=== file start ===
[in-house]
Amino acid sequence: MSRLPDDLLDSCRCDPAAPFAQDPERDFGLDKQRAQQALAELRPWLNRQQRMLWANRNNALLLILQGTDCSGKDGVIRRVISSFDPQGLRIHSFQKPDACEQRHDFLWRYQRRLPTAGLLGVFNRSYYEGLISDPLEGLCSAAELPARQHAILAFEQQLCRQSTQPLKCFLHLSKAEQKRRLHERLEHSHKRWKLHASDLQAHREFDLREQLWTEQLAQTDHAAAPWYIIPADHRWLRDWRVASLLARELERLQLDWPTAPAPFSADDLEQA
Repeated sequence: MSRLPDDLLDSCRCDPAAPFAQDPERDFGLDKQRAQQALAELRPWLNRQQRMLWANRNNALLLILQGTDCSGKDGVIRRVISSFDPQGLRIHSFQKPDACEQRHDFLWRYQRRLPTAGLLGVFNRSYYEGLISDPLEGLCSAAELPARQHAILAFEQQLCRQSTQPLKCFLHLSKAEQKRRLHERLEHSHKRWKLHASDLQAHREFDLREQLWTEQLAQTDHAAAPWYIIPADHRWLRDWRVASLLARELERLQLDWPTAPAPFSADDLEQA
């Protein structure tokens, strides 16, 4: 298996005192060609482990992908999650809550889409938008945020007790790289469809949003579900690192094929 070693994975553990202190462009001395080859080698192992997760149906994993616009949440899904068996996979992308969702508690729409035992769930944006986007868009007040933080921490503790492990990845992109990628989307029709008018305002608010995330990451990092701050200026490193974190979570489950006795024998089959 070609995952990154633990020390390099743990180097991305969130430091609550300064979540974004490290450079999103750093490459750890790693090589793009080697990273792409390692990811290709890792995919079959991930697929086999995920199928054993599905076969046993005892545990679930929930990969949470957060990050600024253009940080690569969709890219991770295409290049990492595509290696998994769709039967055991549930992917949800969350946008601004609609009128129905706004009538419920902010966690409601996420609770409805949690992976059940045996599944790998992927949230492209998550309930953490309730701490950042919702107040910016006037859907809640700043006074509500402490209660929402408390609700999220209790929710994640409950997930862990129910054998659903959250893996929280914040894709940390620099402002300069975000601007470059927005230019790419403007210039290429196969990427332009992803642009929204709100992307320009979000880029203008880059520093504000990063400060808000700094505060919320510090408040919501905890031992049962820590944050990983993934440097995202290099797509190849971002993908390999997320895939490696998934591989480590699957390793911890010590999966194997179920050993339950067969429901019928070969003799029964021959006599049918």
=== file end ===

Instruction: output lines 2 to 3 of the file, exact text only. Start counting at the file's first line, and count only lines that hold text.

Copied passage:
Amino acid sequence: MSRLPDDLLDSCRCDPAAPFAQDPERDFGLDKQRAQQALAELRPWLNRQQRMLWANRNNALLLILQGTDCSGKDGVIRRVISSFDPQGLRIHSFQKPDACEQRHDFLWRYQRRLPTAGLLGVFNRSYYEGLISDPLEGLCSAAELPARQHAILAFEQQLCRQSTQPLKCFLHLSKAEQKRRLHERLEHSHKRWKLHASDLQAHREFDLREQLWTEQLAQTDHAAAPWYIIPADHRWLRDWRVASLLARELERLQLDWPTAPAPFSADDLEQA
Repeated sequence: MSRLPDDLLDSCRCDPAAPFAQDPERDFGLDKQRAQQALAELRPWLNRQQRMLWANRNNALLLILQGTDCSGKDGVIRRVISSFDPQGLRIHSFQKPDACEQRHDFLWRYQRRLPTAGLLGVFNRSYYEGLISDPLEGLCSAAELPARQHAILAFEQQLCRQSTQPLKCFLHLSKAEQKRRLHERLEHSHKRWKLHASDLQAHREFDLREQLWTEQLAQTDHAAAPWYIIPADHRWLRDWRVASLLARELERLQLDWPTAPAPFSADDLEQA